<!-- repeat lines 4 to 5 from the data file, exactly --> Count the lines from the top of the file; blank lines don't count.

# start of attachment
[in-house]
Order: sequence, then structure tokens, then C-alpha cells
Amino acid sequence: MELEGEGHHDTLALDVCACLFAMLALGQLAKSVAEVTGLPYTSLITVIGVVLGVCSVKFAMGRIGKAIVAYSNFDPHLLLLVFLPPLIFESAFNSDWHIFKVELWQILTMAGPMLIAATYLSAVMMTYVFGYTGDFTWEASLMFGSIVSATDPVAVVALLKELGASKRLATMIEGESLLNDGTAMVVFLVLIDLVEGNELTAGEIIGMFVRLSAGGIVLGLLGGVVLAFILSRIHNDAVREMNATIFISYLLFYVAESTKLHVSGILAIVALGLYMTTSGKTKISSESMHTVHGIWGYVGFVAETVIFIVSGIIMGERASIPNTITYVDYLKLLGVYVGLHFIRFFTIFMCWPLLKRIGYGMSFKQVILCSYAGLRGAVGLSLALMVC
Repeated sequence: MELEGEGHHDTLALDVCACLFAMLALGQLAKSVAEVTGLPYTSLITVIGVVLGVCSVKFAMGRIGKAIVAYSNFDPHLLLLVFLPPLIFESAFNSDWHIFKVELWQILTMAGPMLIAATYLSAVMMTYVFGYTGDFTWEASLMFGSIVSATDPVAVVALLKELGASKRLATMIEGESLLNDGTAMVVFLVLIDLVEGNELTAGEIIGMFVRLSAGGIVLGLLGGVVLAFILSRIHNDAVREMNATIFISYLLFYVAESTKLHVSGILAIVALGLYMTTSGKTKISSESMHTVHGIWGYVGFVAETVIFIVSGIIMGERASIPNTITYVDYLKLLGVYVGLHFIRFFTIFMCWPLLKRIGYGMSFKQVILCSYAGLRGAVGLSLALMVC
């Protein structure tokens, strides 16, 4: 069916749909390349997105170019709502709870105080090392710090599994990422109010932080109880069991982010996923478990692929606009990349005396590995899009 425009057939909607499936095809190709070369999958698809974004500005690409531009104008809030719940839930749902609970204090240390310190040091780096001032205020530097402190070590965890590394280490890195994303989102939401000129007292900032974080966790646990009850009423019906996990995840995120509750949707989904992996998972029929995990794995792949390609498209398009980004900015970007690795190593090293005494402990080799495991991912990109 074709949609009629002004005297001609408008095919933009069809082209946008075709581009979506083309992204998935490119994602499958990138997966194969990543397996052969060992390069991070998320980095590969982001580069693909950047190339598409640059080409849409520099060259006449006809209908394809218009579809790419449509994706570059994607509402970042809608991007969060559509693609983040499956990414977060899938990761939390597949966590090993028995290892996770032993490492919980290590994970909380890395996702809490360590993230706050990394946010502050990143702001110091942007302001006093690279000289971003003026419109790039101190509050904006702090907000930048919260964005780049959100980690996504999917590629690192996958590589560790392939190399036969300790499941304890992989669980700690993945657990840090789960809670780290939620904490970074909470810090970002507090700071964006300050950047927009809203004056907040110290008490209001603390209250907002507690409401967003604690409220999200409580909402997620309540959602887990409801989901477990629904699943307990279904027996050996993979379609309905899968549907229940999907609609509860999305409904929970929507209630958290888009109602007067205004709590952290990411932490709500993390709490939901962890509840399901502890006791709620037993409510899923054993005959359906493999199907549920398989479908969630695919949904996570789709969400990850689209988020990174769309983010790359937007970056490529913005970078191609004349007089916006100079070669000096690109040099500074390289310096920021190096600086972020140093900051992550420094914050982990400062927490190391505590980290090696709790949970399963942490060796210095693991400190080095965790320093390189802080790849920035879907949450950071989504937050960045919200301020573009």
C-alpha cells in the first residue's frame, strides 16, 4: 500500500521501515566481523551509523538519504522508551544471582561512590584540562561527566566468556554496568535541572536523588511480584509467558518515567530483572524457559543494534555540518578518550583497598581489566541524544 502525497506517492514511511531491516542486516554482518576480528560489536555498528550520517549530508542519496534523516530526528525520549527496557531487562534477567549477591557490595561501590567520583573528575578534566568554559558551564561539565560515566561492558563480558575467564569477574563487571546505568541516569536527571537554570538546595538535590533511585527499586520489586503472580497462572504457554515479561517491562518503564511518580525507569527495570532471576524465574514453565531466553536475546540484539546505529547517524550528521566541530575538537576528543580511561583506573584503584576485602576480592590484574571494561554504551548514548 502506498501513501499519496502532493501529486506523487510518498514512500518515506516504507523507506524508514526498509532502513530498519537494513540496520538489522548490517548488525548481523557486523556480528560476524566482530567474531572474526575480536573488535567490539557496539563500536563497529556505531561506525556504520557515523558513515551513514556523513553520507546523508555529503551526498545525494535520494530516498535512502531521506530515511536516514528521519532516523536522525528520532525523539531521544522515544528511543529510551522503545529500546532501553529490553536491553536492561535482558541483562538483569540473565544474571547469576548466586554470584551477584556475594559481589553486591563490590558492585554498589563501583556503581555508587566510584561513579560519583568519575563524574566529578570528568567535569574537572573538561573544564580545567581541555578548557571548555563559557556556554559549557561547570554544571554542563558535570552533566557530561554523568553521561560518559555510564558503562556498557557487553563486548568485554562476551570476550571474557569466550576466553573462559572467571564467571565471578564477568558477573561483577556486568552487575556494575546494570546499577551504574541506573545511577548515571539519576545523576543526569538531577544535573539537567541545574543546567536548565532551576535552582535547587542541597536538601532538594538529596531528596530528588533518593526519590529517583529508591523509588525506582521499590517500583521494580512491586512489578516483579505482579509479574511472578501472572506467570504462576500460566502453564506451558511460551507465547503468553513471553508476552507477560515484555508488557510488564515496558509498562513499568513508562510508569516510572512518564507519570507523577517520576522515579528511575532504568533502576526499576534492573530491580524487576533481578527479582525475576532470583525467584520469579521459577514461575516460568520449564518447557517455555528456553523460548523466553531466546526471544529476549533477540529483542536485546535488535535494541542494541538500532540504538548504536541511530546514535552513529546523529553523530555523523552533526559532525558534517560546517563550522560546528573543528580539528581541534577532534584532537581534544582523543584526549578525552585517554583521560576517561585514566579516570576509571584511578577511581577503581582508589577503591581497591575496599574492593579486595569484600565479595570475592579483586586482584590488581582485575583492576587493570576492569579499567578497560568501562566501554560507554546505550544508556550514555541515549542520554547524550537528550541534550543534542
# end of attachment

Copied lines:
Repeated sequence: MELEGEGHHDTLALDVCACLFAMLALGQLAKSVAEVTGLPYTSLITVIGVVLGVCSVKFAMGRIGKAIVAYSNFDPHLLLLVFLPPLIFESAFNSDWHIFKVELWQILTMAGPMLIAATYLSAVMMTYVFGYTGDFTWEASLMFGSIVSATDPVAVVALLKELGASKRLATMIEGESLLNDGTAMVVFLVLIDLVEGNELTAGEIIGMFVRLSAGGIVLGLLGGVVLAFILSRIHNDAVREMNATIFISYLLFYVAESTKLHVSGILAIVALGLYMTTSGKTKISSESMHTVHGIWGYVGFVAETVIFIVSGIIMGERASIPNTITYVDYLKLLGVYVGLHFIRFFTIFMCWPLLKRIGYGMSFKQVILCSYAGLRGAVGLSLALMVC
């Protein structure tokens, strides 16, 4: 069916749909390349997105170019709502709870105080090392710090599994990422109010932080109880069991982010996923478990692929606009990349005396590995899009 425009057939909607499936095809190709070369999958698809974004500005690409531009104008809030719940839930749902609970204090240390310190040091780096001032205020530097402190070590965890590394280490890195994303989102939401000129007292900032974080966790646990009850009423019906996990995840995120509750949707989904992996998972029929995990794995792949390609498209398009980004900015970007690795190593090293005494402990080799495991991912990109 074709949609009629002004005297001609408008095919933009069809082209946008075709581009979506083309992204998935490119994602499958990138997966194969990543397996052969060992390069991070998320980095590969982001580069693909950047190339598409640059080409849409520099060259006449006809209908394809218009579809790419449509994706570059994607509402970042809608991007969060559509693609983040499956990414977060899938990761939390597949966590090993028995290892996770032993490492919980290590994970909380890395996702809490360590993230706050990394946010502050990143702001110091942007302001006093690279000289971003003026419109790039101190509050904006702090907000930048919260964005780049959100980690996504999917590629690192996958590589560790392939190399036969300790499941304890992989669980700690993945657990840090789960809670780290939620904490970074909470810090970002507090700071964006300050950047927009809203004056907040110290008490209001603390209250907002507690409401967003604690409220999200409580909402997620309540959602887990409801989901477990629904699943307990279904027996050996993979379609309905899968549907229940999907609609509860999305409904929970929507209630958290888009109602007067205004709590952290990411932490709500993390709490939901962890509840399901502890006791709620037993409510899923054993005959359906493999199907549920398989479908969630695919949904996570789709969400990850689209988020990174769309983010790359937007970056490529913005970078191609004349007089916006100079070669000096690109040099500074390289310096920021190096600086972020140093900051992550420094914050982990400062927490190391505590980290090696709790949970399963942490060796210095693991400190080095965790320093390189802080790849920035879907949450950071989504937050960045919200301020573009």